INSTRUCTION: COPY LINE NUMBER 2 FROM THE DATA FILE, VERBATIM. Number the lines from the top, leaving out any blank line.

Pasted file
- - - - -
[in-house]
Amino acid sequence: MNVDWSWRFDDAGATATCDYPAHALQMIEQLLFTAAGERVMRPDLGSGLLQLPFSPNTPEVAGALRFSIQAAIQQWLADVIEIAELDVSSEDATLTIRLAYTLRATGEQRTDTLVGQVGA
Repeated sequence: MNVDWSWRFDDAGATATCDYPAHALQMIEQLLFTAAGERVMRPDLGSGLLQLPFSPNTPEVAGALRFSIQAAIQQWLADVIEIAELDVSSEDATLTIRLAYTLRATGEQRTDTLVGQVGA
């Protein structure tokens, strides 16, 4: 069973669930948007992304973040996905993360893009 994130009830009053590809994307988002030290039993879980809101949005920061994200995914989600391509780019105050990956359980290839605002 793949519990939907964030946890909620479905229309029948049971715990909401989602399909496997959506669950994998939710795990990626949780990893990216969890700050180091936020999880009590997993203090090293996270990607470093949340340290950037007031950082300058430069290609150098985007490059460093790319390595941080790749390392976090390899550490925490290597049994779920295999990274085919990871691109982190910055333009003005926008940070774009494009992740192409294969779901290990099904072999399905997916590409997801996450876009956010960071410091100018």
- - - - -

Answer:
Amino acid sequence: MNVDWSWRFDDAGATATCDYPAHALQMIEQLLFTAAGERVMRPDLGSGLLQLPFSPNTPEVAGALRFSIQAAIQQWLADVIEIAELDVSSEDATLTIRLAYTLRATGEQRTDTLVGQVGA